Whenever I checkout at the store, I have a tendency to pick the slowest moving line, and so I wait. When I go to Starbucks, all I want is a plain old cup of black coffee, but I have to wait for the woman who wants a Venti, sugar-free, non-fat, vanilla soy, double shot latte, no foam, extra hot, Peppermint White Chocolate Mocha with light whip and extra syrup, double cupped. And so I’m learning to wait.
In the Garden of Eden, God made a promise to Adam and Eve after they sinned against Him. He promised to send a Redeemer who would crush Satan, but the world had to wait thousands of years for the promise to come to fruition.
“And I will put enmity between you and the woman, and between your offspring and hers; he will crush your head, and you will strike his heel.” Genesis 3:15
Two thousand years later, there lived a man named Abraham. God asked him to leave his country and his kinfolk and go to a foreign land that God would show him. He obeyed and God made a promise to Abraham.
“I will make you into a great nation, and I will bless you;
I will make your name great, and you will be a blessing.
I will bless those who bless you, and whoever curses you I will curse;
and all peoples on earth will be blessed through you.” Genesis 12:2-3
All the people on earth would be blessed through the coming Messiah who would descend from Abraham. But it all began with one child of promise. God promised Abraham and Sarah a son, but they waited twenty five years for Isaac to be born.
The nation of Israel began with Abraham and one of his best known descendants was King David. When the prophet Samuel anointed David to be the next king, David still had to wait. He waited over 15 years before he would take the throne of Judah and he waited another 7 years before he ruled over the united kingdom of Israel and Judah. And several years later God makes this promise to David.
The Lord declares to you that the Lord himself will establish a house for you: When your days are over and you rest with your ancestors, I will raise up your offspring to succeed you, your own flesh and blood, and I will establish his kingdom. He is the one who will build a house for my Name, and I will establish the throne of his kingdom forever. 2 Samuel 7:11-13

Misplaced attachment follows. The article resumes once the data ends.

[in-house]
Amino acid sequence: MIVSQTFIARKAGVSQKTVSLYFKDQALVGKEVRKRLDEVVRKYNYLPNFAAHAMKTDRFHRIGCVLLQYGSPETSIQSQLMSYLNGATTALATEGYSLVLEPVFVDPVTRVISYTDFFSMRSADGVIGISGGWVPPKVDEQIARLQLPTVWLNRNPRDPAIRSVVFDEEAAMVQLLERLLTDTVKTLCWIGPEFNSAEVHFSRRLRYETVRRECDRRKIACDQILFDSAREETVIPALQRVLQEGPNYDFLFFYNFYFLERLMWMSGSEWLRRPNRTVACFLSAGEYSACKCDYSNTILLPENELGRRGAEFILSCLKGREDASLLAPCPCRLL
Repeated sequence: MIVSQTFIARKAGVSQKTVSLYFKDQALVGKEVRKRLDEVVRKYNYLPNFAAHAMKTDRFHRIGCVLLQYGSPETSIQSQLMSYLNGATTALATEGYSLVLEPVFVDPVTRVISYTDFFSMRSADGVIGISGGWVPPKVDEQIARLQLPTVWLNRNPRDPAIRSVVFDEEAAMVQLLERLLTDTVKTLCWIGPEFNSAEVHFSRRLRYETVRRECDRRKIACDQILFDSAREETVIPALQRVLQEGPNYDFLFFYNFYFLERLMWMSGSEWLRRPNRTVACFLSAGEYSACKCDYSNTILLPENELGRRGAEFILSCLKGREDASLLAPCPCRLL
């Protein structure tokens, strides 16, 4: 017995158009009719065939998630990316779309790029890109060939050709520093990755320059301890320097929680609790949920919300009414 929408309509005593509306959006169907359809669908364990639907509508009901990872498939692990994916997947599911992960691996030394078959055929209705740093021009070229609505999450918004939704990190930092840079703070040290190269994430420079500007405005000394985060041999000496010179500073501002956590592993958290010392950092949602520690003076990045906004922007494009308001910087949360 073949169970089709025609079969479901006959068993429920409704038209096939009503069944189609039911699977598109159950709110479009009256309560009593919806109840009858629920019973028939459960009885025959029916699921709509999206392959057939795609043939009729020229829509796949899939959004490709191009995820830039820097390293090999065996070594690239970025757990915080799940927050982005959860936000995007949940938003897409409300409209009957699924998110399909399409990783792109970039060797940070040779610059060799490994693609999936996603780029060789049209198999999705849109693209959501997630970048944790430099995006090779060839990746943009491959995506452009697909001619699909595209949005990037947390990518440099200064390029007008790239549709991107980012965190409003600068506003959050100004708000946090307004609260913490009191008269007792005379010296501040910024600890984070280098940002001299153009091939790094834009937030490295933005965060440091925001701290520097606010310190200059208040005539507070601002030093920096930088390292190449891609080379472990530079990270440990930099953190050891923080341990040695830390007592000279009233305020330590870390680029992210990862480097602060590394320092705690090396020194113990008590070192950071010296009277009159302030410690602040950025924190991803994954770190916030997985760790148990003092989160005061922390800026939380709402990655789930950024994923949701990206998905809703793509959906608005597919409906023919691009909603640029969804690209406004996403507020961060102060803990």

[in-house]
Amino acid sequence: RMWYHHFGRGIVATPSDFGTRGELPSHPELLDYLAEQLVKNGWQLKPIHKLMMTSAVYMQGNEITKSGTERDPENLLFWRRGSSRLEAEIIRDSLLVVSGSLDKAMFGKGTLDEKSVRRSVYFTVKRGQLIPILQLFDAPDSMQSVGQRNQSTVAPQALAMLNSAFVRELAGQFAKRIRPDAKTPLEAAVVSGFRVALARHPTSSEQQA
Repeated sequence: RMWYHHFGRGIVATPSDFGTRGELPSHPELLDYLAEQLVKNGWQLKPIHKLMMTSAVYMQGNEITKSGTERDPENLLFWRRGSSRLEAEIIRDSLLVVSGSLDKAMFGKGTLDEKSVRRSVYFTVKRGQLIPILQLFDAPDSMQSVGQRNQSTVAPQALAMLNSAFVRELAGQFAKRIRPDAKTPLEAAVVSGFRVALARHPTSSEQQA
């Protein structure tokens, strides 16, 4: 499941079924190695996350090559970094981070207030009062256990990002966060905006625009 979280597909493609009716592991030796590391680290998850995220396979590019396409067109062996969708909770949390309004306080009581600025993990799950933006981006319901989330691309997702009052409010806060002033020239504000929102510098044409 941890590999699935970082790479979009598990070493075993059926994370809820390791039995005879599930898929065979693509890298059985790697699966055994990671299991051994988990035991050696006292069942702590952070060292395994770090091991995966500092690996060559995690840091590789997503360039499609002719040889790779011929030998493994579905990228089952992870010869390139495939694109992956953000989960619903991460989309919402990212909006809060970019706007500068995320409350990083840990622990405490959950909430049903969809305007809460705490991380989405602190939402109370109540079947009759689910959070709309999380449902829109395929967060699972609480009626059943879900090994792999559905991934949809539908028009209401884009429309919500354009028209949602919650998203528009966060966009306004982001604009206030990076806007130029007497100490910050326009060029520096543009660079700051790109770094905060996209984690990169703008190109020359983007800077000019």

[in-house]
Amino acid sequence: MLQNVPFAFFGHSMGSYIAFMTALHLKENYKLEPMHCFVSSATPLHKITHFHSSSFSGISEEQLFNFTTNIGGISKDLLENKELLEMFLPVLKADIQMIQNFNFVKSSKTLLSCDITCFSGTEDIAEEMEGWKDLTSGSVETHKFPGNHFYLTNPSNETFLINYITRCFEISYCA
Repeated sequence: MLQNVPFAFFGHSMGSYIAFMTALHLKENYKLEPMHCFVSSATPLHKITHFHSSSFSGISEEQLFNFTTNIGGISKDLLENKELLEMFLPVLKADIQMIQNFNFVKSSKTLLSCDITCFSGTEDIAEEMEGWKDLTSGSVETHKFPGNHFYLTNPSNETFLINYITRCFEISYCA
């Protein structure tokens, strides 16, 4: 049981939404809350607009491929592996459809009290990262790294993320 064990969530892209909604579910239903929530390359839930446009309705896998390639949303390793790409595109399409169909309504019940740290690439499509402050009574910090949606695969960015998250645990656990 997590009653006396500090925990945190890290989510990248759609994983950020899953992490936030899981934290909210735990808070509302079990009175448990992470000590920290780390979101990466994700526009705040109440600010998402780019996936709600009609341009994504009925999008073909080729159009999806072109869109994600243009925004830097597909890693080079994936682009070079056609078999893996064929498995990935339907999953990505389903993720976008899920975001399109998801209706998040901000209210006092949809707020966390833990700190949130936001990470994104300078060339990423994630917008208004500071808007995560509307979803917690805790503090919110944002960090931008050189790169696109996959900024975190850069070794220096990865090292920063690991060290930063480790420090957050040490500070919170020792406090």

That last phrase refers to the promised Messiah but Israel waited another thousand years before He came. Three hundred years after King David, God raised up the prophet Isaiah. This promise came through the prophet.
Therefore the Lord himself will give you a sign: The virgin will conceive and give birth to a son, and will call him Immanuel. Isaiah 7:14
The virgin birth is important. We’re all born with a sin nature because we are descendants of Adam and Eve. In order for God to take on flesh and blood without the sin nature, he bypassed the earthly father. The child in Mary’s womb was miraculously conceived by Holy Spirit. Therefore, Jesus was able to live a sinless life and become the perfect sacrificial Lamb of God.
After the prophecy of Isaiah, Israel still had to wait seven hundred more years for the coming of Messiah. And many didn’t even recognize Him when He came. They didn’t realize that He would first come to suffer and die and at His second coming He would establish His earthly kingdom. He came to his own, and his own people did not receive him. Many failed to recognize that the promised one is Jesus.
In his gospel record, Matthew traces the genealogy of Jesus all the way back to Abraham.
The book of the genealogy of Jesus Christ, the son of David, the son of Abraham. Matthew 1:1
And so after the world waited over four thousand years, the promised Messiah came to earth to save His people from their sins. That's what Christmas is all about.
He came to his own, and his own people did not receive him. But to all who did receive him, who believed in his name, he gave the right to become children of God. John 1:12
He lived a perfect sinless life, was crucified, died and was buried, and on the third day He rose again victorious over the grave, death and hell. Those who receive Jesus as Lord are given the right to become children of God and citizens of His kingdom. Jesus promised to return, and still we wait. For over two thousand years we’ve been waiting for His promised return.
God’s timetable is not the same as ours. One day is like a thousand years, and a thousand years is like one day to the Lord. So from His perspective, Jesus has only been gone for a couple of days! Peter encourages our hearts and reminds us why Jesus has not returned yet.